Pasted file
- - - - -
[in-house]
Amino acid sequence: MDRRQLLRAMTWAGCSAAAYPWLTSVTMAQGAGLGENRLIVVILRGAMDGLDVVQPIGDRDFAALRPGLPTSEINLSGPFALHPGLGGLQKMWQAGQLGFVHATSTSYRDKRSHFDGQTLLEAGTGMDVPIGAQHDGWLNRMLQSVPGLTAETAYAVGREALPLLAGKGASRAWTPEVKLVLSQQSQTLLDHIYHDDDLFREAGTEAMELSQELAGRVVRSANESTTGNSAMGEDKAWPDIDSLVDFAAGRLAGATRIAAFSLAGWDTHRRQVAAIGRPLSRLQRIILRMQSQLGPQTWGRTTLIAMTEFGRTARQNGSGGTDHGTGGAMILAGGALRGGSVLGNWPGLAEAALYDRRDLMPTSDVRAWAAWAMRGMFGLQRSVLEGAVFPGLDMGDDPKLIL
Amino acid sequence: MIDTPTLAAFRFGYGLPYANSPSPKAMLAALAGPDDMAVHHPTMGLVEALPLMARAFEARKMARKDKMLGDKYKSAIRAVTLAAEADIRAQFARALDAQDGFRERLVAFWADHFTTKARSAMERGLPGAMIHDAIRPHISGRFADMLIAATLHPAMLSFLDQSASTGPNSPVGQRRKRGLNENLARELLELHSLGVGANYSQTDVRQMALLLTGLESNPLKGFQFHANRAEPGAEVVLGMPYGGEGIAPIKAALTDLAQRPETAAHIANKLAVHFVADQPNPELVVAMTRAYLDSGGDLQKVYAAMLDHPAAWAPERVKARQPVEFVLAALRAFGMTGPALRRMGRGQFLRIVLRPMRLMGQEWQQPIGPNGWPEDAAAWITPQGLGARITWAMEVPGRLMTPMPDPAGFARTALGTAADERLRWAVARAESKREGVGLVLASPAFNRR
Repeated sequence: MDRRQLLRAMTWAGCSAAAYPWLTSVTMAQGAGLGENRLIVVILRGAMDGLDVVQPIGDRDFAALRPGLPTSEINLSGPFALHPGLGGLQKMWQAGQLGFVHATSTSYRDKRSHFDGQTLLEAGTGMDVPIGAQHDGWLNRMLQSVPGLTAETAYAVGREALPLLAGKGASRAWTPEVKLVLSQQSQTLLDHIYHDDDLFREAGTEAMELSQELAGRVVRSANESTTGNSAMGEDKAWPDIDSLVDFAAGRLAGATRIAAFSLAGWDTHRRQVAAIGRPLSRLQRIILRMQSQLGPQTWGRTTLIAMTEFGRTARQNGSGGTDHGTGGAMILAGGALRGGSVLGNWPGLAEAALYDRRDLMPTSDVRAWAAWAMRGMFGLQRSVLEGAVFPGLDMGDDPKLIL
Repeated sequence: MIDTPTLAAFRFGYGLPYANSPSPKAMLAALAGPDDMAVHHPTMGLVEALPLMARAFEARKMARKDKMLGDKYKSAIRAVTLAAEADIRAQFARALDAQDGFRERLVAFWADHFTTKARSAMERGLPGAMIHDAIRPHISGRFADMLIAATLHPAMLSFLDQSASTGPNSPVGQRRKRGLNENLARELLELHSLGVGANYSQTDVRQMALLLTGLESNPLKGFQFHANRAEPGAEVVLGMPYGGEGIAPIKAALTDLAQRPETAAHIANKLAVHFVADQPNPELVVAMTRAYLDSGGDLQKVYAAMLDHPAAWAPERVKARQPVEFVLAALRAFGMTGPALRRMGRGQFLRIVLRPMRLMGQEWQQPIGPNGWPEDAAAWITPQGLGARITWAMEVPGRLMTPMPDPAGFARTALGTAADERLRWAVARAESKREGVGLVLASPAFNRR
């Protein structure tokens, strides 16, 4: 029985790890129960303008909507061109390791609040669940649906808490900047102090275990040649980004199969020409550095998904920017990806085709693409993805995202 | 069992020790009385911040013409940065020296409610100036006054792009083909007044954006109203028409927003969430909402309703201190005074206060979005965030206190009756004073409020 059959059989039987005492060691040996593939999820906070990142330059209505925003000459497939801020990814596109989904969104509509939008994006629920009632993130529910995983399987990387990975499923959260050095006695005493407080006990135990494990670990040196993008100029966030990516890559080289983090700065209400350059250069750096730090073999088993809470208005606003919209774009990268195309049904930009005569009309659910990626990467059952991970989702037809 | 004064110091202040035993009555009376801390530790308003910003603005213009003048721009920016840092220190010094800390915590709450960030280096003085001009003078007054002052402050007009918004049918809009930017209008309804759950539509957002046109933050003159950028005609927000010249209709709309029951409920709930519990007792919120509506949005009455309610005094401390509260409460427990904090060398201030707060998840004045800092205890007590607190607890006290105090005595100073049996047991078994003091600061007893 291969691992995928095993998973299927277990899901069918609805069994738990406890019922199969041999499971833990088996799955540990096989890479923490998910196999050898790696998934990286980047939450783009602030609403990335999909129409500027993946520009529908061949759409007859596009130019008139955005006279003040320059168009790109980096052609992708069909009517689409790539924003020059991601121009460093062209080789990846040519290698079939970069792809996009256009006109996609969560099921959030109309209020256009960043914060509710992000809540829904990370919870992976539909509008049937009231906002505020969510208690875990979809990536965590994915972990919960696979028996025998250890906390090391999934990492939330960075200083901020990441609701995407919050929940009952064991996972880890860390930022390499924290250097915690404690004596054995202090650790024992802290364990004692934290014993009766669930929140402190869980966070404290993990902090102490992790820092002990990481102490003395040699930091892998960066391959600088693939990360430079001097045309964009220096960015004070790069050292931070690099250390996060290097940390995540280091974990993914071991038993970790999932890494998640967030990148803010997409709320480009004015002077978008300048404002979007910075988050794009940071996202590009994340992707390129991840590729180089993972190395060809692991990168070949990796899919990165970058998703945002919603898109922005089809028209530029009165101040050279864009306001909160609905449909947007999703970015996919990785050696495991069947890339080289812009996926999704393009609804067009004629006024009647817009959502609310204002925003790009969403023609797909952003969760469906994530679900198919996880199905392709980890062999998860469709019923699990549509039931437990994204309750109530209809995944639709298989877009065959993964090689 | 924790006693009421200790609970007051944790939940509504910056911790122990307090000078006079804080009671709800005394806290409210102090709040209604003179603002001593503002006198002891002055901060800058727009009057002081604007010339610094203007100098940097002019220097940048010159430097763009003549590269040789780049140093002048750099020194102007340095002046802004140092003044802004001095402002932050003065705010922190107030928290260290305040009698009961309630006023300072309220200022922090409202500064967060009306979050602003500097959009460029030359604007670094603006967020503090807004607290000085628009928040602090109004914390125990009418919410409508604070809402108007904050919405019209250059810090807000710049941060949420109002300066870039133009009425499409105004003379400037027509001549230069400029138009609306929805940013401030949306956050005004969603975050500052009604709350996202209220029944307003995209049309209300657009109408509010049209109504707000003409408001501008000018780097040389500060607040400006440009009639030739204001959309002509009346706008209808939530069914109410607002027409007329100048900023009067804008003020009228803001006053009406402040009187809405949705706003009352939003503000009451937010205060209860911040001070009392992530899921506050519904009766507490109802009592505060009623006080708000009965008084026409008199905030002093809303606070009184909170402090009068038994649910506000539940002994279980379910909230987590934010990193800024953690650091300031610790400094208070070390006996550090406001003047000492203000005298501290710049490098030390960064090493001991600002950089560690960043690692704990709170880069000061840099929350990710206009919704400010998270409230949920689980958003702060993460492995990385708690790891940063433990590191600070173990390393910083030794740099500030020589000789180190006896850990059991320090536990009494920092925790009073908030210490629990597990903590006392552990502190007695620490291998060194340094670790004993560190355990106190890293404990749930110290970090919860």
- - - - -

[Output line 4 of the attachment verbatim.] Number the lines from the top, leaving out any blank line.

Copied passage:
Repeated sequence: MDRRQLLRAMTWAGCSAAAYPWLTSVTMAQGAGLGENRLIVVILRGAMDGLDVVQPIGDRDFAALRPGLPTSEINLSGPFALHPGLGGLQKMWQAGQLGFVHATSTSYRDKRSHFDGQTLLEAGTGMDVPIGAQHDGWLNRMLQSVPGLTAETAYAVGREALPLLAGKGASRAWTPEVKLVLSQQSQTLLDHIYHDDDLFREAGTEAMELSQELAGRVVRSANESTTGNSAMGEDKAWPDIDSLVDFAAGRLAGATRIAAFSLAGWDTHRRQVAAIGRPLSRLQRIILRMQSQLGPQTWGRTTLIAMTEFGRTARQNGSGGTDHGTGGAMILAGGALRGGSVLGNWPGLAEAALYDRRDLMPTSDVRAWAAWAMRGMFGLQRSVLEGAVFPGLDMGDDPKLIL